Maybe we could ... NO, just stop.
So how can we fix this?
We can't.

It's not that the problems are unfixable, it's that we don't understand them well enough. My best comparison here is when futurists wondered how New York could possible deal with all the horse manure if the city kept growing. Clearly they were thinking only in the context of what was available to them at the time. We think in this way too. It's not that we're dumb, I'm certain we don't really understand the problems. The problems aren't insecure code or bad tools. It's something more fundamental than that. Did we expect the people cleaning up after the horses to solve the manure problem?

If we start to think about the fundamentals, what's the level below our current development models? With the above example it was really about transportation, not horses, but horses are what everyone obsessed over. Our problems aren't really developers, code, and education. It's something more fundamental. What is it though? I don't know.

Do you think you know? Tell me: @joshbressers

Sunday, April 3, 2016

Security is really about Risk vs Reward

Every now and then the conversation erupts about what is security really? There's the old saying that the only secure computer is one that's off (or fill in your favorite quote here, there are hundreds). But the thing is, security isn't the binary concept: you can be secure, or insecure. That's not how anything works. Everything is a sliding scale, you are never secure, you are never insecure. You're somewhere in the middle. Rather than bumble around about your risk though, you need to understand what's going on and plan for the risk.

So this brings us to the idea of risk and reward. Rather than just thinking about security, you have to think about how everything fits together. It doesn't matter if your infrastructure is super secure if nobody can do their jobs. As we've all seen over and over, if security gets in the way, security loses. Every. Single. Time.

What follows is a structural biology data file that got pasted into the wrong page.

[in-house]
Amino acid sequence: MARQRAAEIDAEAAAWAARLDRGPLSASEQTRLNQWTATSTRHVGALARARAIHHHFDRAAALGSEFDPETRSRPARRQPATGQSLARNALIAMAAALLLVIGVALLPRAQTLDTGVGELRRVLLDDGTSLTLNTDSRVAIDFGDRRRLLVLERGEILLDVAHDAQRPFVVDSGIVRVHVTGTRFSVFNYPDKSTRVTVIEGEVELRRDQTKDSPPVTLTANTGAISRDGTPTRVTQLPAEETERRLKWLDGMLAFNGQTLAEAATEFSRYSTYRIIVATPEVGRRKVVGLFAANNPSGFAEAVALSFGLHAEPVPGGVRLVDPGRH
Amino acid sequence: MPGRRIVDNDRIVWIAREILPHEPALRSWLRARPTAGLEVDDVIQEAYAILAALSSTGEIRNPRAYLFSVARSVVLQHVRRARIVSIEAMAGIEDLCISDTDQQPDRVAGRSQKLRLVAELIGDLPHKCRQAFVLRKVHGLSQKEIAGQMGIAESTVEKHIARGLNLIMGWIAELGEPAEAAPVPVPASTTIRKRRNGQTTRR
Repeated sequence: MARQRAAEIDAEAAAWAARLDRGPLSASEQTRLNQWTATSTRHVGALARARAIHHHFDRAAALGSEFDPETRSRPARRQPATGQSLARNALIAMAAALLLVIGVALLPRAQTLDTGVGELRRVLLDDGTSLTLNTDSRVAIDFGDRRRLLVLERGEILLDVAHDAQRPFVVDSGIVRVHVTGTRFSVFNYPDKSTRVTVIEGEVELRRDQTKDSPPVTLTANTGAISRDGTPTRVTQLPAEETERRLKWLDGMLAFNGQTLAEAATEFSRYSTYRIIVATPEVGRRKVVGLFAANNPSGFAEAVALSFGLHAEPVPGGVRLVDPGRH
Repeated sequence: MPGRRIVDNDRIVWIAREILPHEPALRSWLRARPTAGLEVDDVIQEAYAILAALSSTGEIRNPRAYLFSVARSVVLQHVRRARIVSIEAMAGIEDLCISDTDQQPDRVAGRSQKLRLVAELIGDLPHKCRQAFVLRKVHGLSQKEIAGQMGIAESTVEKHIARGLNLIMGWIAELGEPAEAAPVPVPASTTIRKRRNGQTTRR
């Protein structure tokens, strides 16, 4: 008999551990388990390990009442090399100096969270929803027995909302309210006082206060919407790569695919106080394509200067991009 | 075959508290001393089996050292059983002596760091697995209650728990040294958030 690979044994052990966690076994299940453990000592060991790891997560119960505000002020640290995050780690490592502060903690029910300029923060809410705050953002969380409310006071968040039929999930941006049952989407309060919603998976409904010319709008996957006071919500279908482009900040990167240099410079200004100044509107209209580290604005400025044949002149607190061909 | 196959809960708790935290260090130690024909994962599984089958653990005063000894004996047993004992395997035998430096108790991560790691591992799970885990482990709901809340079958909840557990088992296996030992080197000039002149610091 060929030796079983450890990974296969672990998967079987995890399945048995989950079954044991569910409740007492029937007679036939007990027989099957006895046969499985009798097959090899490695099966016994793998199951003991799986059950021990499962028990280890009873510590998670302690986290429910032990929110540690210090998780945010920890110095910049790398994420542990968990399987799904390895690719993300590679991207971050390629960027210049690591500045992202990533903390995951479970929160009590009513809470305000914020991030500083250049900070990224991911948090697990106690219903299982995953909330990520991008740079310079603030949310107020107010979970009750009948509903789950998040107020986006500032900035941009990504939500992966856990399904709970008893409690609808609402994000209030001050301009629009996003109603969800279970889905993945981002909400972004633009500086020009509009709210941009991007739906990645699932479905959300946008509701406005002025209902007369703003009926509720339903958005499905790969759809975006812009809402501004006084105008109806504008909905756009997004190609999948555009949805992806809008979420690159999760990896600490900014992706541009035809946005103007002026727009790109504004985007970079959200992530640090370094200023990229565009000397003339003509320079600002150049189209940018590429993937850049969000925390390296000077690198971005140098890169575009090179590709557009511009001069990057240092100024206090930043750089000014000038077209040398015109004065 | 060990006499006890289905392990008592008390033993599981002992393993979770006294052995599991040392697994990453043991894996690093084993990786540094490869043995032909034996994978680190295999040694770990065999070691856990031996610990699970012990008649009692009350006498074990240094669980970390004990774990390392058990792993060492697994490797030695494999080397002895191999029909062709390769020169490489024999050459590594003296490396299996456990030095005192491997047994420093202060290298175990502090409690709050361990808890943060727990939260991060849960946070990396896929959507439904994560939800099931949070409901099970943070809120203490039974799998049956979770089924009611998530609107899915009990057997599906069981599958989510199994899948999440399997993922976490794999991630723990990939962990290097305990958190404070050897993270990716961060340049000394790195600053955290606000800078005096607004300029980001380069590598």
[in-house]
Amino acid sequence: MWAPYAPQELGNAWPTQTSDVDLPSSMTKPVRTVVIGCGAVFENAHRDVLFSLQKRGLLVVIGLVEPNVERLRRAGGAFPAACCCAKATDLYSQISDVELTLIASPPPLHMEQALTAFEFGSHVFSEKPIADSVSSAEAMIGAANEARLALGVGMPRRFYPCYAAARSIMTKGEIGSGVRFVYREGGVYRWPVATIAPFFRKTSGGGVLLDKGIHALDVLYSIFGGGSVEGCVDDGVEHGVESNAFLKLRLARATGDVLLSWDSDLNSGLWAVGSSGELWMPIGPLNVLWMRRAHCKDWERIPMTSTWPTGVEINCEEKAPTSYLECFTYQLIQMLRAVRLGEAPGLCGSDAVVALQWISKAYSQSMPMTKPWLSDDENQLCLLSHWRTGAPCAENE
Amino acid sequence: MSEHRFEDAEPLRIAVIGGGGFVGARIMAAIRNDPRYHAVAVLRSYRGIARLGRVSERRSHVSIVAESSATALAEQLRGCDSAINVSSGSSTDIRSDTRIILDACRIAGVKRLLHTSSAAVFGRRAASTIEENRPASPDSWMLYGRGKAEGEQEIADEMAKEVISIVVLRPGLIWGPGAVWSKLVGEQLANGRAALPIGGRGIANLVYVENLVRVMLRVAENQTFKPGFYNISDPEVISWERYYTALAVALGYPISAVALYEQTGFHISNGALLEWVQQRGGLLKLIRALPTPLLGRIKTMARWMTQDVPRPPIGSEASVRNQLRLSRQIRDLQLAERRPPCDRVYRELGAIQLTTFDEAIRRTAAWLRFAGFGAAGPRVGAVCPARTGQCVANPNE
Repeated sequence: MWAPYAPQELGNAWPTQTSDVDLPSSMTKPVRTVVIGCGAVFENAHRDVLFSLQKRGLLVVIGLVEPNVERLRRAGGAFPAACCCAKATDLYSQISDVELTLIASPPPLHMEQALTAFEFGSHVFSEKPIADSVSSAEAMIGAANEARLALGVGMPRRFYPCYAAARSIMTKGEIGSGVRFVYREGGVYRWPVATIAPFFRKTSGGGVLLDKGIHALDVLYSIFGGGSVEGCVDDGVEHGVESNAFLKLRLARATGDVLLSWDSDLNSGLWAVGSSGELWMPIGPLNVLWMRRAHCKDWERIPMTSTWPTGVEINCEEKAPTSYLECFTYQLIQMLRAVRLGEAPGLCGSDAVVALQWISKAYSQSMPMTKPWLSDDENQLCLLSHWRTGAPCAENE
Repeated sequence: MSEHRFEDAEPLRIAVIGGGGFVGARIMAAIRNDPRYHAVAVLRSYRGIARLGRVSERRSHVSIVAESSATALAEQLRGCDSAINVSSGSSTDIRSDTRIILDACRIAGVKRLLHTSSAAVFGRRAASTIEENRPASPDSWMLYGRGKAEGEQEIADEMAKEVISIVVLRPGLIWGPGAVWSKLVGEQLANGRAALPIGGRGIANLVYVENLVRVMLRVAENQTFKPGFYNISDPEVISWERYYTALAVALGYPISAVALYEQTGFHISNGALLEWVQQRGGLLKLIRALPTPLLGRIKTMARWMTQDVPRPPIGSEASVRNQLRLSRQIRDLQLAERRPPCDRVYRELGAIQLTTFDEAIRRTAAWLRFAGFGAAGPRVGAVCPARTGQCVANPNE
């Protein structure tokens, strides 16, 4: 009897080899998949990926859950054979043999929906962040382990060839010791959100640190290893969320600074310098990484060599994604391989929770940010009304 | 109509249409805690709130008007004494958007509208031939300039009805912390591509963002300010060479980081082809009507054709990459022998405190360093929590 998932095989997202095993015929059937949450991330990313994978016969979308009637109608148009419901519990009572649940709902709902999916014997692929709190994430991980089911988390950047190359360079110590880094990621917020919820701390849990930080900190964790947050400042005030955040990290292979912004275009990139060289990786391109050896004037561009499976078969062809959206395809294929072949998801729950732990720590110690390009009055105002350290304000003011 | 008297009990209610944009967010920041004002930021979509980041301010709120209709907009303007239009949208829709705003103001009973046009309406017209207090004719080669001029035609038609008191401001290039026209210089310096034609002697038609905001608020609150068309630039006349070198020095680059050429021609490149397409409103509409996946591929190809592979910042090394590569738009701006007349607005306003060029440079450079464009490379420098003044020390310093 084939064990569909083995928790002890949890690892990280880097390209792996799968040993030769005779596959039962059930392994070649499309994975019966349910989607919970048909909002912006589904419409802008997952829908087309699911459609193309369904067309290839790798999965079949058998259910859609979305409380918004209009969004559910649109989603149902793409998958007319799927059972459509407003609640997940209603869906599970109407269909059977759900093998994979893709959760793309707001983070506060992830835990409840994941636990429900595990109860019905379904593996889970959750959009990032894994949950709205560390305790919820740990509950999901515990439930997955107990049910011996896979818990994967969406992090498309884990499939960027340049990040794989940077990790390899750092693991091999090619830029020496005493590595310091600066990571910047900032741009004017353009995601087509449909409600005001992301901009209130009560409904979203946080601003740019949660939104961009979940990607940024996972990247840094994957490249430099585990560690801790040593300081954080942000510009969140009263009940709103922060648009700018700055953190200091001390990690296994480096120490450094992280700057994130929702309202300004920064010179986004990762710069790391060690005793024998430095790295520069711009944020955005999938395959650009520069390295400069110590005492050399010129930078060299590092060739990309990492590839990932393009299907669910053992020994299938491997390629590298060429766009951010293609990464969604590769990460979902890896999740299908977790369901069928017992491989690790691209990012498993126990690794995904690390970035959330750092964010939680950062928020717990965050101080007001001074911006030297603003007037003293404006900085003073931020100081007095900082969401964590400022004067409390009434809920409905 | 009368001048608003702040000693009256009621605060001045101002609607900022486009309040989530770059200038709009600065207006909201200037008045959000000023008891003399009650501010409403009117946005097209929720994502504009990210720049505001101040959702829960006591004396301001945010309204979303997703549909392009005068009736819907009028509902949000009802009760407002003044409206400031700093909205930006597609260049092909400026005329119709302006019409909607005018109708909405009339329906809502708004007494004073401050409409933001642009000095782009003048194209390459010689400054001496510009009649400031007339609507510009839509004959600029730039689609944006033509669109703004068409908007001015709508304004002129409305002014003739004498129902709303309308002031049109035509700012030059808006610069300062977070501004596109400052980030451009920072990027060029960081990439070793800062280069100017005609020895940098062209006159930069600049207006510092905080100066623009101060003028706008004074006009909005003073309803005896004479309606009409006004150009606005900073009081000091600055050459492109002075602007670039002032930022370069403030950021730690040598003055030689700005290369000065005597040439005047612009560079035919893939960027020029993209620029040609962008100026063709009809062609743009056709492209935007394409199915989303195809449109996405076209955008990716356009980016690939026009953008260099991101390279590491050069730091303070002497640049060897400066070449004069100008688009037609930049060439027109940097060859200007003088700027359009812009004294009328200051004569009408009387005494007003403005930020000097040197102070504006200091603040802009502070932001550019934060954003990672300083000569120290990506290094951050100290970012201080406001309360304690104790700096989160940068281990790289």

I think about this a lot, and I've come up with a graph that I think can explain this nicely.

Don't think in the context of secure or insecure. Think in the context of how much risk do I have? Once you understand what your risks are, you can decide if the level of risk you're taking on can be justified by what the result of that risk will be. This of course holds true for nearly all decisions, not just security, but we'll just focus on security.

The above graph puts things into 4 groups. If you have a high level of risk with minimal reward (the Why box), you're making a bad decision. Anything you have in that "Why" box probably needs to go away ASAP, you will regret it someday.

Additionally, if your sustaining operations are of high risk, you're probably doing something wrong. Risk is hard and drains an organization, you should be conducting your day to day operations in a manner than poses a low risk as the day to day is generally not where the high reward is.

The place you want to be is in the "Innovation" or "No Brainer" boxes. Accepting a high level of risk isn't always a bad thing, assuming that risk comes with significant rewards. You can imagine a situation where you are deploying a new and untested technology, but the benefits to conducting business could change everything, or perhaps using a new, untested vendor for the first time.

We have to be careful with risk. Risk can be crippling if you don't understand and manage it. It can also destroy everything you've done if you let it get out of hand. Many of us find ourselves in situations where all risk is seen as bad. Risk isn't always bad, risk is never zero. It's up to everyone to determine what their acceptable level of risk is. Never forget though, that sometimes we need to bump up our level of risk to get to the next level of reward. Just make sure you can bring that risk back under control once you start seeing the outcomes.

What do you think? Let me know: @joshbressers